this mind be in you which was also in Christ Jesus, Phil. ii. 5–11. who, though He was in the form of God, regarded
not the being equal with God a thing to be grasped at, but emptied Himself by taking the form of a servant, being made in the likeness of men ; and when found in fashion as a man He humbled Himself by becoming obedient even to the extent of death, and that the death of the cross. Wherefore also God highly exalted Him, and gave Him
Leche xxiv. 26.
the name which is above every name, in order that in the name of Jesus every knee should bend, of those in heaven and those on earth and those under the earth, and that every tongue should confess that Jesus Christ is Lord, to the glory of God the Father.'
The foregoing passage leads us on to a further truth concerning the kingdom. It tells us that the great end and purpose of Christ's exaltation was the glory of God the Father, in the homage and submission to be rendered in the name of Jesus by all things in heaven and on earth and under the earth, and in their acknowledgment of the sovereignty of the Saviour King. And with this agree numerous other passages, which speak of the kingdom and its design. Unto us a Child is born, unto Isa. ic. 6, 7. us a Son is given, and the government shall be upon his shoulder, and his name shall be called Wonderful, Counsellor, the mighty God, the everlasting Father, the Prince of Peace. Of the increase of his government and peace there shall be no end, upon the throne of David, and upon his kingdom, to order it and to establish it with judgment and with justice from henceforth even for ever.' • Behold, the days come, saith the Lord, that I will Jer. xxiii. 6, 7. raise unto David a righteous Branch, and a King shall reign and prosper, and shall execute judgment and justice in the earth ; and this is his name, whereby He shall be called, The Lord our Righteousness. “I saw in the night visions, and, behold, one Dun. vii. 13, 14. like the Son of Man came with the clouds of heaven, and came to the Ancient of Days, and they brought Him near before Him. . And there was given Him
dominion and glory and a kingdom, that all people, nations, and languages should serve Him. His dominion is an everlasting dominion, which shall not pass away, and his kingdom that which shall not be destroyed.' Immediately before his ascension “Jesus came and spake unto his disciples, saying, All power is given unto me in heaven and in earth. And the reason, for this his investiture with supreme power, is significantly enough indicated in the words that follow, Go ye, therefore, make disciples of all the nations, baptizing them into the name of the Father, and of the Son, and of the Holy Ghost, teaching them to observe and do all things whatsoever I command you.' And, to refer to one more passage, St. Paul distinctly intimates that all things have been put under the feet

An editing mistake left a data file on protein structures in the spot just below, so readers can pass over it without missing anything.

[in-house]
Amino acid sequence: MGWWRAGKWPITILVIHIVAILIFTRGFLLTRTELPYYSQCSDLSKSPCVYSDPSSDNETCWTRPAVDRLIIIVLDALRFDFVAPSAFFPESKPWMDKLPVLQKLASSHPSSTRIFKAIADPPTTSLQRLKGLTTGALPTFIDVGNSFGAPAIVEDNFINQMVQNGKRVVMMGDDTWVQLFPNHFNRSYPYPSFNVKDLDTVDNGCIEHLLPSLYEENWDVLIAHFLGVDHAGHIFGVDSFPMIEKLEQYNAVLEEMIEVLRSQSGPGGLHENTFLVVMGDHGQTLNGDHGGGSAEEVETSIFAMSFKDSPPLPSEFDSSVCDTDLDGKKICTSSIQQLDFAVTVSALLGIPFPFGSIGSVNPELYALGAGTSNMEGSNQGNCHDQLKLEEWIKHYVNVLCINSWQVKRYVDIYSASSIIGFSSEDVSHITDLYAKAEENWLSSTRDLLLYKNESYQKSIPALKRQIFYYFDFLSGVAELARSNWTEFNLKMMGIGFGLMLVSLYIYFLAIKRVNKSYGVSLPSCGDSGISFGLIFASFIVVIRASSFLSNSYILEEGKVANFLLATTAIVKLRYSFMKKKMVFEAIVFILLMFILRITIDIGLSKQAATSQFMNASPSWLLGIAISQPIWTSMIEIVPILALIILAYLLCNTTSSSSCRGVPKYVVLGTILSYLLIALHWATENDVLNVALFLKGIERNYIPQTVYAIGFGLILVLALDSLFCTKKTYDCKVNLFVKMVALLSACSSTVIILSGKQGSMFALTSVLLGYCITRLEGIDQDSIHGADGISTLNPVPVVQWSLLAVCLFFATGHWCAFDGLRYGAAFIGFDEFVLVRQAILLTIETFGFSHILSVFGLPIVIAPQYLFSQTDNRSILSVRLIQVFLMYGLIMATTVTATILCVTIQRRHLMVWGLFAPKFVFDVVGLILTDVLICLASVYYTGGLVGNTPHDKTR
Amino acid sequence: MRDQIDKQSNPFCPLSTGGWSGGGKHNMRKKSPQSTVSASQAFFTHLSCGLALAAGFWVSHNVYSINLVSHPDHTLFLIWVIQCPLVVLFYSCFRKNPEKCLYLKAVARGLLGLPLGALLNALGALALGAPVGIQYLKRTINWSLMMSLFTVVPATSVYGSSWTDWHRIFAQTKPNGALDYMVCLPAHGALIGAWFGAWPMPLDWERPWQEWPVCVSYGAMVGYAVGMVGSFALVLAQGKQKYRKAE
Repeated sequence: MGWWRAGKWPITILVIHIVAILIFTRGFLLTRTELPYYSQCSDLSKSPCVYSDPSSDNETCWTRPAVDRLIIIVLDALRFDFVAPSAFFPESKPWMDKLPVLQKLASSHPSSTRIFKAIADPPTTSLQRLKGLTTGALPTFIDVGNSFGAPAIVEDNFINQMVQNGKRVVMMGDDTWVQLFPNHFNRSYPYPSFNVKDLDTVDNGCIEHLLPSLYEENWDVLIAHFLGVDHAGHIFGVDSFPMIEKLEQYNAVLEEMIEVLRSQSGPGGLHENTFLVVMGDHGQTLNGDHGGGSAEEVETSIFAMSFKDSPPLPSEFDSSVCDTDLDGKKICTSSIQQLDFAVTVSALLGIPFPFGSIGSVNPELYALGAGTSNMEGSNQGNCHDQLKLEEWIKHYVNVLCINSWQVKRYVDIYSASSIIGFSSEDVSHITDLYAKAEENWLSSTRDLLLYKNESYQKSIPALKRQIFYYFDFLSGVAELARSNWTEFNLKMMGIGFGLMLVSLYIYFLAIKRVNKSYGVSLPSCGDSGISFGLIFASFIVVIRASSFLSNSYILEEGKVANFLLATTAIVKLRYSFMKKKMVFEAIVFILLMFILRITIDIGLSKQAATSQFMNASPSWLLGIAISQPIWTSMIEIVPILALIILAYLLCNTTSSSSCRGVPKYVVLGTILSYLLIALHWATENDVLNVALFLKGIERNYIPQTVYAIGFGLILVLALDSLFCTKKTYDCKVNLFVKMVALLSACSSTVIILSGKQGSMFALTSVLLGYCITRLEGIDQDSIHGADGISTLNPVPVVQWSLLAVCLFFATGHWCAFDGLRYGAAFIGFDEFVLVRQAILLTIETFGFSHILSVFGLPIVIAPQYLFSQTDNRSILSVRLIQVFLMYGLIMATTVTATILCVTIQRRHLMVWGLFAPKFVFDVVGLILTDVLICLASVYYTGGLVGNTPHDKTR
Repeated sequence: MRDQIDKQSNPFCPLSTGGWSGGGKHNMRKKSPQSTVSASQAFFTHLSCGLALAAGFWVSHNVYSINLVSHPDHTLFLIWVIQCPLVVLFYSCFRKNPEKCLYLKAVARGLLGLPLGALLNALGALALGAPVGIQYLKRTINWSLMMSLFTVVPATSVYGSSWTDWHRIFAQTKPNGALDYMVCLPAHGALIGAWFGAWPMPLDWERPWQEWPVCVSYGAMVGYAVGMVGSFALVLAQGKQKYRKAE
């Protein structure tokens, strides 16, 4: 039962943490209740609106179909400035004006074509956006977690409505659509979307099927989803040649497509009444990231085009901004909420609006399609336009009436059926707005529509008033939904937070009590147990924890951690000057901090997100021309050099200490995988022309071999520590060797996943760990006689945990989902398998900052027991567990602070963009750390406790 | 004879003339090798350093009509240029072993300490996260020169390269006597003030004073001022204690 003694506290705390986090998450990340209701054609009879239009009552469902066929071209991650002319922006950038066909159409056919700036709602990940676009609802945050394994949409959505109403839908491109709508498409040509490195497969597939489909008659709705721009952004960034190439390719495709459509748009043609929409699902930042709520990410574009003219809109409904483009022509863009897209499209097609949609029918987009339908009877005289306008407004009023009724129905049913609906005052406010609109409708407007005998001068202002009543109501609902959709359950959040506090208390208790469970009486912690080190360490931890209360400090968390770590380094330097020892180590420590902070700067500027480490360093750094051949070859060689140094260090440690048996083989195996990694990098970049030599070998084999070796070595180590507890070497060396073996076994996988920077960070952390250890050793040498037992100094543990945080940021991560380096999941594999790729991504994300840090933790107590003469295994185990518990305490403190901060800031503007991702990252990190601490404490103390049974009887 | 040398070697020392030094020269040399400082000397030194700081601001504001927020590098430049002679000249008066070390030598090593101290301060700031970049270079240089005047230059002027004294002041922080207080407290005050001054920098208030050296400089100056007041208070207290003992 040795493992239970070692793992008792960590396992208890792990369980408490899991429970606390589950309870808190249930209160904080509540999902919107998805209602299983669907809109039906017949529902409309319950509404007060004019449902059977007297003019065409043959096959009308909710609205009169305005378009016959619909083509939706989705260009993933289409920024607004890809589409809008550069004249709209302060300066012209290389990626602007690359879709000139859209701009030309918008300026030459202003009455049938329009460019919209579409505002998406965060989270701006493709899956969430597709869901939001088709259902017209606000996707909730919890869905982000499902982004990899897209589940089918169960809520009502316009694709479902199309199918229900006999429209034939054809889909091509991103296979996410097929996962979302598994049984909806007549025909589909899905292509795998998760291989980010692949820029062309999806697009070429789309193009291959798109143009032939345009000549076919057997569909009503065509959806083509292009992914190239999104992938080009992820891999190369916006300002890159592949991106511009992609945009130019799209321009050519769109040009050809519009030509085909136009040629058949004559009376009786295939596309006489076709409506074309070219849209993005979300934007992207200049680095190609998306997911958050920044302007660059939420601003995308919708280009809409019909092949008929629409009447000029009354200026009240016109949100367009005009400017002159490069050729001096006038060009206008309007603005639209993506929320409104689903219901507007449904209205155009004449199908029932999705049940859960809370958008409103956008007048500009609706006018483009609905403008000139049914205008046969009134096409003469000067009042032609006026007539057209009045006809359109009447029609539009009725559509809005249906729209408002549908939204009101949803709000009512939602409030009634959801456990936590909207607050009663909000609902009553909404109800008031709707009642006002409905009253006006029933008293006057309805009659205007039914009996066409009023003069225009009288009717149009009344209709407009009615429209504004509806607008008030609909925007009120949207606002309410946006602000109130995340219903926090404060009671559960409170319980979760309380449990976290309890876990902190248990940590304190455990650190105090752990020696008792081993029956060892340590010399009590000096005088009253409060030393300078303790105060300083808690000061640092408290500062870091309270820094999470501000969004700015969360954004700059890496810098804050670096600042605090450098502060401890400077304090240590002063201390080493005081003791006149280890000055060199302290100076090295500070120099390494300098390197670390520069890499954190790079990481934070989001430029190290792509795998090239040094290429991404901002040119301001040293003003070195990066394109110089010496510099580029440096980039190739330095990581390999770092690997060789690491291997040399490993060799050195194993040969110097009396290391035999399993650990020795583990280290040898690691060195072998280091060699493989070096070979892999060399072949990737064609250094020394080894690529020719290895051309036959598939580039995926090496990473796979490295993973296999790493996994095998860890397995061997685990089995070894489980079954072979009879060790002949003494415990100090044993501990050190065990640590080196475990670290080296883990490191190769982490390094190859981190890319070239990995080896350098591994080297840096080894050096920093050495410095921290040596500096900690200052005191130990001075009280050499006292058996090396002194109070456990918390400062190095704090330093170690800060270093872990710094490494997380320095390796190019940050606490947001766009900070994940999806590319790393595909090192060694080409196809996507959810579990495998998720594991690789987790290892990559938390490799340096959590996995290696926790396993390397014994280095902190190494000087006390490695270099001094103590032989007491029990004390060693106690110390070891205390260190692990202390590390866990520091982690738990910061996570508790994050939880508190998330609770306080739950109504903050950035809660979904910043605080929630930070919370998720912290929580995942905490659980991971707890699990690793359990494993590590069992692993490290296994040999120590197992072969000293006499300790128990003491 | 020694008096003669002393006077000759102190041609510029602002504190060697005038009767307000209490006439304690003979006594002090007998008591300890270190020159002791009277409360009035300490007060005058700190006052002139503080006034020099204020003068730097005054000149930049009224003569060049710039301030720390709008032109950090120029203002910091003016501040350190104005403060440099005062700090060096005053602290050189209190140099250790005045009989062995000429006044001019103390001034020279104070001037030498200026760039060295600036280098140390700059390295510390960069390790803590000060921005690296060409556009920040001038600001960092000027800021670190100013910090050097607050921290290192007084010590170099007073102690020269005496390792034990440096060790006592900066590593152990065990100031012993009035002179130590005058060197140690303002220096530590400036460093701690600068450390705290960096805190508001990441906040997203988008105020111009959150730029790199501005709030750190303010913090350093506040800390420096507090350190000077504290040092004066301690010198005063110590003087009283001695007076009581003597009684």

of Christ, in order that all things may be brought 1 Cor. xv. 24–28. into subjection to Him ; that his reign must last,
until every enemy has been done away ; that when that has been accomplished, when all things shall have become subject to Him, then will He deliver up the kingdom to the Father, and Himself become subject to Him who invested Him with supreme dominion, that God may be all in all.
A further truth concerning the kingdom is dis
closed in the following passage : « Thus speaketh Zech. vi. 12–13. the Lord of Hosts, saying, Behold the Man whose
name is The Branch : and He shall grow up out of his place, and He shall build the temple of the Lord ; even He shall build the temple of the Lord, and He shall bear the glory, and shall sit and rule upon his throne : and He shall be a priest upon his throne, and the counsel of peace shall be between